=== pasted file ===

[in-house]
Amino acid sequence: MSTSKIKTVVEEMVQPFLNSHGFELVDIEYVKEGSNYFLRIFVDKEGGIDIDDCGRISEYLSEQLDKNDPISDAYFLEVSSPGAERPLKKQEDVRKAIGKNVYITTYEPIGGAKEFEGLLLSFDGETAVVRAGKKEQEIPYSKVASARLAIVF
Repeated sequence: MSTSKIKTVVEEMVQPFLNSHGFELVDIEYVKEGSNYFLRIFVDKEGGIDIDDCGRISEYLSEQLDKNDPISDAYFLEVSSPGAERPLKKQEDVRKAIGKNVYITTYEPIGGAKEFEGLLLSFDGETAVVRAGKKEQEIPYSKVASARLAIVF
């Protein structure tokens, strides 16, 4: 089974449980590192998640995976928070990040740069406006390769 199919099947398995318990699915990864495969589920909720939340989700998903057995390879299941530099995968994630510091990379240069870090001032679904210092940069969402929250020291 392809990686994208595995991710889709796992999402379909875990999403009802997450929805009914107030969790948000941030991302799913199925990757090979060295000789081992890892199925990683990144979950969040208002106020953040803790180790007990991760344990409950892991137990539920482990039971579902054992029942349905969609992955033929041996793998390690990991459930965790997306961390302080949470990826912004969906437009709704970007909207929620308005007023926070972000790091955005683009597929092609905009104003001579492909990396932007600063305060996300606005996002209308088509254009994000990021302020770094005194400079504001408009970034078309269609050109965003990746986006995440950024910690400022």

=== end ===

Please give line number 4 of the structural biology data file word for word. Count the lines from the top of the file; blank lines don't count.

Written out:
């Protein structure tokens, strides 16, 4: 089974449980590192998640995976928070990040740069406006390769 199919099947398995318990699915990864495969589920909720939340989700998903057995390879299941530099995968994630510091990379240069870090001032679904210092940069969402929250020291 392809990686994208595995991710889709796992999402379909875990999403009802997450929805009914107030969790948000941030991302799913199925990757090979060295000789081992890892199925990683990144979950969040208002106020953040803790180790007990991760344990409950892991137990539920482990039971579902054992029942349905969609992955033929041996793998390690990991459930965790997306961390302080949470990826912004969906437009709704970007909207929620308005007023926070972000790091955005683009597929092609905009104003001579492909990396932007600063305060996300606005996002209308088509254009994000990021302020770094005194400079504001408009970034078309269609050109965003990746986006995440950024910690400022």